For the first time, the federal Centers for Medicare and Medicaid Services (CMS) has made public a database showing what it pays out to individual physicians.
In a press release, CME administrator Marilyn Tavenner stated that data transparency “is a key aspect of transformation of the health care delivery system. While there’s more work ahead, this data release will help beneficiaries and consumers better understand how care is delivered through the Medicare program.”
In 2012, Medicare paid $77 billion to 880,000 doctors, with nearly $1.7 billion of that going to 7,504 nephrologists (average $224,747) and $1.38 billion to 8,792 urologists (average $157,555).
Ninety-six nephrologists and 21 urologists received more than $1 million in payments each. Among the 96 nephrologists, total payments ranged from $1,003,835 to a nephrologist in Connecticut, to $2,987,182 to a nephrologist in California. Among the 21 urologists, payments ranged from $1,000,452 to a doctor in California to $2,141,927 to a clinician in Massachusetts.
The CMS has acknowledged that the database has some limitations. For example, the database only has information for Medicare beneficiaries with Part B fee-for-service coverage, “but physicians typically treat many other patients who do not have that form of coverage.” In addition, the database excluded any aggregated records derived from 10 or fewer Medicare beneficiaries to protect beneficiary privacy.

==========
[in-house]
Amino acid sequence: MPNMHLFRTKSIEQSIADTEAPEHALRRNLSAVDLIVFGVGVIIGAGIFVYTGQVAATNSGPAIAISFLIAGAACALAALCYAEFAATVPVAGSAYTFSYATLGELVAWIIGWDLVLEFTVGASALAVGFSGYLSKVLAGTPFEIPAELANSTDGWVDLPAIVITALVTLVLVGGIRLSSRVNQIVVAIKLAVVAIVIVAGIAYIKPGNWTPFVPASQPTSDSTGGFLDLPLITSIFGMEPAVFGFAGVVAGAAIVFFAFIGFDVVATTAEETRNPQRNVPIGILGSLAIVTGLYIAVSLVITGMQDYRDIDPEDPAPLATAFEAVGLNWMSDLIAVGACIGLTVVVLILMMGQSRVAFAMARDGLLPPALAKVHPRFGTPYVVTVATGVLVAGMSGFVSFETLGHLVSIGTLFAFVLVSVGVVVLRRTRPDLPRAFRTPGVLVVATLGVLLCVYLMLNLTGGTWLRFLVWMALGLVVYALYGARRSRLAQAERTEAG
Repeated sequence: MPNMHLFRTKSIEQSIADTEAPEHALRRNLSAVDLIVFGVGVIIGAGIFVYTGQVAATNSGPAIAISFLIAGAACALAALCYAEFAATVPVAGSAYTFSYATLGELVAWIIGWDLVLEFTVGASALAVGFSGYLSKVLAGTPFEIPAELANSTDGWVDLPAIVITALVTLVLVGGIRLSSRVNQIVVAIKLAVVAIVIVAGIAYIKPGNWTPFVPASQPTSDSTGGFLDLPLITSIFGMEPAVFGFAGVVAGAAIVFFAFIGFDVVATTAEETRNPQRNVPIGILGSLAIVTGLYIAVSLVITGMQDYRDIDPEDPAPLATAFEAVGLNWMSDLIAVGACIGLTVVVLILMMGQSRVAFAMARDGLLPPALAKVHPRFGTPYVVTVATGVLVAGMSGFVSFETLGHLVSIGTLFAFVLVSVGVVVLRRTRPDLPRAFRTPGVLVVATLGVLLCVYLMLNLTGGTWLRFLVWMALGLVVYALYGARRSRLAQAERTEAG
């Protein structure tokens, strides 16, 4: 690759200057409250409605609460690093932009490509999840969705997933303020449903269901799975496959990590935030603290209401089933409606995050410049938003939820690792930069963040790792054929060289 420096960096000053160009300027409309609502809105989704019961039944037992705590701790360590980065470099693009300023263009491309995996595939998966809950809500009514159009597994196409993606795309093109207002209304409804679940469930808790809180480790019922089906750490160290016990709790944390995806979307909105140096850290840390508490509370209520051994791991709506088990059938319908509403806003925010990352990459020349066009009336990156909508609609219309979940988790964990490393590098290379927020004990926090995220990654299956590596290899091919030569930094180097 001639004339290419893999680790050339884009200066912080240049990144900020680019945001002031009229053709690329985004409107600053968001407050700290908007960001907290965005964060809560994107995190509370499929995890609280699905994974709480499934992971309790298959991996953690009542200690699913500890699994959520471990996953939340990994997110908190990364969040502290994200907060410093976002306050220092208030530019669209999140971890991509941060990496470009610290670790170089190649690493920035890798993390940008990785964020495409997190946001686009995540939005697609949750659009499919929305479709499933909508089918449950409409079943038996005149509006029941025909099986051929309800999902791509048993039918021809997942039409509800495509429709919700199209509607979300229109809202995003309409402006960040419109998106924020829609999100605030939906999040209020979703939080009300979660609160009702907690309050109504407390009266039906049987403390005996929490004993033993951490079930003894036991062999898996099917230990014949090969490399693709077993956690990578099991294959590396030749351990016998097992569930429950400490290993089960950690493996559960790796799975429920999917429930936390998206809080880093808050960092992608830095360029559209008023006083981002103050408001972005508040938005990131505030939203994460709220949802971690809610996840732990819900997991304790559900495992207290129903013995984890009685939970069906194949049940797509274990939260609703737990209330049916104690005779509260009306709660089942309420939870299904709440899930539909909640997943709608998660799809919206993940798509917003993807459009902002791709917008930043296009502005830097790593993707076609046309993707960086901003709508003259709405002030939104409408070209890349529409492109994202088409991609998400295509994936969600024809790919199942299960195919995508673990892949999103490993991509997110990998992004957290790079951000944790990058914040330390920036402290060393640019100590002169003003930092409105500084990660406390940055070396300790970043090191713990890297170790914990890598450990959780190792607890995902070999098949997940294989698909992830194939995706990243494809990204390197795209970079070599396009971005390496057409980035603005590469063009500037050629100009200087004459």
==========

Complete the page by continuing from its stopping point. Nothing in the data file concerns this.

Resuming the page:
Transparency in the spending of taxpayer money generally is a good idea. It allows the press, and thereby the public, to look for wasteful spending, mismanagement, and fraud. This potentially could shape public opinion that, in theory, prompts lawmakers and policymakers to make changes to physician reimbursement.
The downside, in my view, is that divulging what Medicare pays to individual doctors by name can engender misconceptions among members of the press and public, who may see a huge dollar figure and wrongly suspect that a doctor is milking or bilking the system. Millions in Medicare dollars could flow to doctors for a number of legitimate reasons, such as high costs associated with the administration of certain treatments, especially medication costs.
In addition, now that Medicare payments to individual physicians are open to the public, some patients undoubtedly will look up their doctor’s Medicare income, if for no other reason than idle curiosity. They may be awestruck by the lottery-jackpot-size dollar figure they see, and gather that their doctor is rolling in dough without considering that much of this money goes to operating expenses and taxes and perhaps to paying down a huge debt burden.
Despite the risk of people jumping to conclusions, greater transparency serves the greater good in terms of the big picture of government accountability, and we all might be better off in the long term.